Learning from Lehman – eight years on, how have we changed? (by Saker Nusseibeh, Hermes)09.13.2016
What’s changed: the financial world
We are experiencing the boldest experiment in monetary policy of modern history. Stimulus efforts from the US to China rescued financial markets and the real economy, but this emergency first-aid was never going to be the cure. In the US and Europe, growth is muted if not absent, and long-term interest rates and bond yields are being forced lower for longer. In China, underperforming state-owned enterprises urgently need reform and the authorities are grappling with excessive levels of stimulus-induced corporate debt. Risk, as restless as ever, has not been dispelled: it has simply moved from private to public balance sheets, resulting in central banks holding $13tn in assets – including plenty of negative-yielding debt.
For investors, yield is scarce and plentiful stimulus has driven stock markets to new heights, as many companies attracted shareholders by increasing dividends instead of investing or improving productivity. Quantitative easing (QE) served its purpose: it kept liquidity flowing, suppressed long-term yields and provided further relief after interest rates hit the floor. Now policy normalisation is needed, but central banks are captive to markets that panic at the prospect of higher rates. After 17 years, Japan’s QE programme is accelerating and deflation remains a constant threat: can US and European monetary authorities afford to remain dovish?
What hasn’t changed: asset managers
Crucially, major banks are still too big to fail and continue to influence the course of economies, rather than financing business and enterprise. The asset management industry continues to thrive due to the market recoveries and ability of firms to develop strategies that have benefited in the current environment. Margins have actually expanded since Lehman collapsed.
However, as in the days before the financial crisis, the industry continues to accept new so-called paradigms with few questions. For example, managers seek to launch new products that capitalise on client’s difficulties in achieving their targets because of historically low interest rates – without questioning how extensively current asset valuations have been distorted relative to history. The industry continues to have a very narrow perspective of its purpose: to provide the next does-what-it-says-on-the-tin product rather than advising clients on the broad, interconnected risks inherent in the structurally flawed markets of today.
Such narrow-mindedness was erroneous in the years running up to 2008, but banks wore most of society’s scorn. I suspect that the industry’s reluctance to change in the interests of clients will not be overlooked by society again should another crisis develop. How can the industry change?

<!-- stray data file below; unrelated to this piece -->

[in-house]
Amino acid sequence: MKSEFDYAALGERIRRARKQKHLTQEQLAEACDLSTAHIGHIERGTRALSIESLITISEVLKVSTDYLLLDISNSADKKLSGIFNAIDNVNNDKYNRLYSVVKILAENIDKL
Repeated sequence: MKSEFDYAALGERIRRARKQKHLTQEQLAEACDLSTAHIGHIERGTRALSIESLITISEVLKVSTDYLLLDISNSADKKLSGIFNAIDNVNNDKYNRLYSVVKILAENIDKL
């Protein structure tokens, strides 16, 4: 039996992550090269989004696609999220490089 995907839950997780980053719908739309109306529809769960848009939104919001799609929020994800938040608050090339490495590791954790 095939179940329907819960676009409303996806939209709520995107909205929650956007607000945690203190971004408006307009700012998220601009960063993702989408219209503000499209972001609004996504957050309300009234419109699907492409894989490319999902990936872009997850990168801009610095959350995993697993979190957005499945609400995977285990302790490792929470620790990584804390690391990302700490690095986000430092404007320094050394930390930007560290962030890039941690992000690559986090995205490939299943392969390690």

Believe in better
The solution is simple: asset managers should strive to create a better future for investors. This means, of course, generating stronger long-term returns through investment skill and prudent risk management. But it also requires improving the society that investors will retire into, and which the next generation will inherit, by engaging with companies to mitigate environmental, social and governance risks. It means applying our understanding of markets to forge a more equitable financial system. This won’t be achieved by offering a series of single-purpose products – only by partnering with investors to capture opportunities and mitigate risks as markets change, and by using capital to create a more sustainable world, can we make a better future.
Where to find returns
It was never realistic to expect conventional outcomes from unconventional monetary policies. The industry now faces an era of low natural interest rates in which market returns from all asset classes will likely be suppressed. The coming decade will be one of the most difficult that pension funds have faced and, as ever, beneficiaries will depend on asset allocators and investment managers to make the right calls.
In an unconventional world, we believe that long-term investors need to make a radical response: commit to growth. They should reject, or at least substantially reduce, their exposures to low- or negative-yielding bonds in favour of listed and unlisted assets with strong prospects of generating positive real returns, from active equities and credit to real estate, infrastructure and private debt. Investors’ method of access will vary depending on their inherent strengths – be it skilful asset allocation or astute manager selection – but they should be driven by the same resolution: growth is the way forward.
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